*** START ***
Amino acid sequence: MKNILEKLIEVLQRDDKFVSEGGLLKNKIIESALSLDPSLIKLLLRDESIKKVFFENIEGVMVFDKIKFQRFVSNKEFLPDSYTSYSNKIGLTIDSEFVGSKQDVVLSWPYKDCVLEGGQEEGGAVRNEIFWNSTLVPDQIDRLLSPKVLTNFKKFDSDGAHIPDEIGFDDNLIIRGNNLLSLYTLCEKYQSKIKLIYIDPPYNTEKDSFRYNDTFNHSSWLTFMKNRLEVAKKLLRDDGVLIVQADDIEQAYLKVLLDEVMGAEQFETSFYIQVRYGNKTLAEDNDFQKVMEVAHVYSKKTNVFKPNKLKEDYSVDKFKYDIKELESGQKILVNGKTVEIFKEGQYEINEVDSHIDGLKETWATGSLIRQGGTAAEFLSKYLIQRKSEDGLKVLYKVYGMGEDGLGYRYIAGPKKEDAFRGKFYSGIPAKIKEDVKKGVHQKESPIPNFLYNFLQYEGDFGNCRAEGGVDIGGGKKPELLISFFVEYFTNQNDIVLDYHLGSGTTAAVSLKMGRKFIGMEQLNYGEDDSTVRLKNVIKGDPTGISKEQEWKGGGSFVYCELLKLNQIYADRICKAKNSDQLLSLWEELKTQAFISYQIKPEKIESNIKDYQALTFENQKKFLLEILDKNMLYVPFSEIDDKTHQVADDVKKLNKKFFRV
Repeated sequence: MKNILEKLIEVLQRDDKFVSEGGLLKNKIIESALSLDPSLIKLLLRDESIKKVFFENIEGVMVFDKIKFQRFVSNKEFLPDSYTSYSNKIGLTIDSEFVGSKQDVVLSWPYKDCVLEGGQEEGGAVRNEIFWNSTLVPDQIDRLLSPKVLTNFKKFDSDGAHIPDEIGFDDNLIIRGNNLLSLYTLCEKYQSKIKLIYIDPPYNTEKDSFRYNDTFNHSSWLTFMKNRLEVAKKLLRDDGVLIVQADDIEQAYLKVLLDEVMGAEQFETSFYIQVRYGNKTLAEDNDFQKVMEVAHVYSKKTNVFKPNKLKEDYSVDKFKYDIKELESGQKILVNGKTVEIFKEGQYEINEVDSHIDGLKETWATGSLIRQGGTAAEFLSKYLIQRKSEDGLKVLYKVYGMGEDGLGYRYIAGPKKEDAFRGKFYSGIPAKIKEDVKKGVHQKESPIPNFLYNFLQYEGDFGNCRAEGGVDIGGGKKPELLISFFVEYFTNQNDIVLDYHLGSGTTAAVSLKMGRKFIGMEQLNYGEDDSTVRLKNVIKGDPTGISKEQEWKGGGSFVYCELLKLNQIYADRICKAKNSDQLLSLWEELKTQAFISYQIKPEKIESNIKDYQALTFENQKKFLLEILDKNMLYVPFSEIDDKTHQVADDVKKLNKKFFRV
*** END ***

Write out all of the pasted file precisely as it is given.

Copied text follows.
Amino acid sequence: MKNILEKLIEVLQRDDKFVSEGGLLKNKIIESALSLDPSLIKLLLRDESIKKVFFENIEGVMVFDKIKFQRFVSNKEFLPDSYTSYSNKIGLTIDSEFVGSKQDVVLSWPYKDCVLEGGQEEGGAVRNEIFWNSTLVPDQIDRLLSPKVLTNFKKFDSDGAHIPDEIGFDDNLIIRGNNLLSLYTLCEKYQSKIKLIYIDPPYNTEKDSFRYNDTFNHSSWLTFMKNRLEVAKKLLRDDGVLIVQADDIEQAYLKVLLDEVMGAEQFETSFYIQVRYGNKTLAEDNDFQKVMEVAHVYSKKTNVFKPNKLKEDYSVDKFKYDIKELESGQKILVNGKTVEIFKEGQYEINEVDSHIDGLKETWATGSLIRQGGTAAEFLSKYLIQRKSEDGLKVLYKVYGMGEDGLGYRYIAGPKKEDAFRGKFYSGIPAKIKEDVKKGVHQKESPIPNFLYNFLQYEGDFGNCRAEGGVDIGGGKKPELLISFFVEYFTNQNDIVLDYHLGSGTTAAVSLKMGRKFIGMEQLNYGEDDSTVRLKNVIKGDPTGISKEQEWKGGGSFVYCELLKLNQIYADRICKAKNSDQLLSLWEELKTQAFISYQIKPEKIESNIKDYQALTFENQKKFLLEILDKNMLYVPFSEIDDKTHQVADDVKKLNKKFFRV
Repeated sequence: MKNILEKLIEVLQRDDKFVSEGGLLKNKIIESALSLDPSLIKLLLRDESIKKVFFENIEGVMVFDKIKFQRFVSNKEFLPDSYTSYSNKIGLTIDSEFVGSKQDVVLSWPYKDCVLEGGQEEGGAVRNEIFWNSTLVPDQIDRLLSPKVLTNFKKFDSDGAHIPDEIGFDDNLIIRGNNLLSLYTLCEKYQSKIKLIYIDPPYNTEKDSFRYNDTFNHSSWLTFMKNRLEVAKKLLRDDGVLIVQADDIEQAYLKVLLDEVMGAEQFETSFYIQVRYGNKTLAEDNDFQKVMEVAHVYSKKTNVFKPNKLKEDYSVDKFKYDIKELESGQKILVNGKTVEIFKEGQYEINEVDSHIDGLKETWATGSLIRQGGTAAEFLSKYLIQRKSEDGLKVLYKVYGMGEDGLGYRYIAGPKKEDAFRGKFYSGIPAKIKEDVKKGVHQKESPIPNFLYNFLQYEGDFGNCRAEGGVDIGGGKKPELLISFFVEYFTNQNDIVLDYHLGSGTTAAVSLKMGRKFIGMEQLNYGEDDSTVRLKNVIKGDPTGISKEQEWKGGGSFVYCELLKLNQIYADRICKAKNSDQLLSLWEELKTQAFISYQIKPEKIESNIKDYQALTFENQKKFLLEILDKNMLYVPFSEIDDKTHQVADDVKKLNKKFFRV